When we moved into the house on West Main Street in Richland, PA, in November, 1957, we were warned by the previous owners that the next door neighbors didn’t get along well with children and could get downright nasty.
Things actually got off to a pleasant start when we had an early snow, and during the process of cleaning off our porch and steps, I ventured to clean off theirs as well. For this I was rewarded by the woman of the house, a matronly woman in her early 60s, with a slice of cake. Her name was Mary Haak, and she shared her house with a fellow of about the same age named Paul Troutman. They were related in some way, but I wasn’t sure how, and as far as I knew, they weren’t related to us.
Battle lines were soon drawn, however, as they (and I believe it was Mary who set the rules) did not countenance children setting foot on their lawn for any reason. We had a tall maple tree in our yard, and when it shed its leaves, it paid no heed to lawn boundaries, and Mary was quite adamant that they were not responsible for the cleanup. So the upshot was that Mary was frequently yelling at us kids (and not just my sister and me but all the kids in the neighborhood who came near) and complaining about us to our parents.
But we didn’t take this lying down. We realized soon enough that Mary’s complaints were falling on deaf ears, so we pretty much declared war on Mary. In short, we behaved like brats. And pretty soon it was we, along with some other kids like the Gass boys, who were terrorizing Mary. As tensions mounted, eventually Mary cracked.
One day we found her sitting behind her house weeping. This led to a partial de-escalation of hostilities as we realized that she was, after all, a human being. Peace was never actually declared, but things did cool off a bit after that.
Finally, after about two or three years, Mary and Paul bought a little house in Myerstown and moved away.
By the way, although I don’t recall it myself, my sister remembers that Paul used to sit outside so quietly that the squirrels would come up to him and eat out of his hand.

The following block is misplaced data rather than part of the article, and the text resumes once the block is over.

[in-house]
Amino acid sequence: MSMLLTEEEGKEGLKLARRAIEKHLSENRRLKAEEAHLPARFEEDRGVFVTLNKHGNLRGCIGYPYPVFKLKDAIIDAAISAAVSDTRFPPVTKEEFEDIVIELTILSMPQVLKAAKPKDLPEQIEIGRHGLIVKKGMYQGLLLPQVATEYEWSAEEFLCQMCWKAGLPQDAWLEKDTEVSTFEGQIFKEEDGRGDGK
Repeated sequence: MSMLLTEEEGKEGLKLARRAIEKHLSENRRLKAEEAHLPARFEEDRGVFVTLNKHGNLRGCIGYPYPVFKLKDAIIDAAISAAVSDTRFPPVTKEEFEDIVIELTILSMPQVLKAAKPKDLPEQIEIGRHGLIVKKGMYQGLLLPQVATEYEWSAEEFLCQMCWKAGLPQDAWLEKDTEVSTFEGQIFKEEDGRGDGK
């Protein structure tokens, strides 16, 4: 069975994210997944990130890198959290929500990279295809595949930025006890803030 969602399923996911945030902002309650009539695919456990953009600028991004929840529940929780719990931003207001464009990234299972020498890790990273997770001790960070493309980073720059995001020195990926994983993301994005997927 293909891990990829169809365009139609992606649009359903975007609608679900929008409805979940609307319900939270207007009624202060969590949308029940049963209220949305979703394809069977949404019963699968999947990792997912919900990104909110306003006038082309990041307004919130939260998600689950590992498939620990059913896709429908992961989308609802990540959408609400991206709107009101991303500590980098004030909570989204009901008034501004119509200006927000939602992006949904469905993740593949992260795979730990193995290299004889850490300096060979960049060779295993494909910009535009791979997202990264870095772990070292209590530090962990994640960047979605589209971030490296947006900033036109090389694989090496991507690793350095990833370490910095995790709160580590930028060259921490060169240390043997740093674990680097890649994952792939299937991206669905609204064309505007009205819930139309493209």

I was reminded of Mary and Paul yesterday when I was researching something else and I came across an old article that referred to a Paul Troutman as a “popular street and water works superintendent of the borough.” Initially I couldn’t think who that might be, and then it hit me. Our old neighbor. He was popular?
So that got me on a search for more information about Paul. Using the date of the article and its reference to his birthday coming up on Thursday, I had his birthday. That gave me enough information to search for his genealogical records, which weren’t hard to find. But still I didn’t have his relationship to Mary.
A little more searching and I found the census records for 1920 where Paul Troutman was listed as a boarder of Aaron and Mary Hask! In those days of handwritten census records, misspellings such as that were quite common.
So now I had a lead on Mary. Mary Elizabeth Troutman was her birth name. I even found her and her husband’s marriage application, where another spelling error lists Aaron’s last name as Haag. It turns out that Mary married the 23 year old Aaron when she was 16.
Now that I had records for both Mary and Paul, it was possible (but a lot of tedious work) to trace back their common ancestors to Phillip Trautman (1787 – 1859) and Sara Salome Schrack (1786 – 1836). Ah, yes, Phillip with two L’s. Mary and Paul were both third generation descendants of Phillip and Sara, so that makes them second cousins according to the cousin table.
Mary’s husband died in 1954, and that’s presumably when Paul moved in with her. Mary Haak and Paul Troutman each died in 1974 within a month of each other, and they are both buried in the Richland Cemetery. Here’s Mary’s grave and here’s Paul’s grave.
So were they related to us? After some more tedious searching I came upon Johannes Trautmann (1713 – 1764) and Eva Elizabeth Bauer (1716 – 1794) of Germany. Old Johannes, I could tell you stories about him (if I knew any). And Eva Bauer. What can I say?
But they are our common ancestors with Paul and Mary. And it turns out that we are fourth cousins twice removed.
There are a lot of Troutmans in and around Lebanon, Berks, and Lancaster counties, and it wouldn’t surprise me to learn that most, if not all, of them can trace their ancestry back to Johannes Trautmann (1713 – 1764) and Eva Elizabeth Bauer (1716 – 1794) of Germany.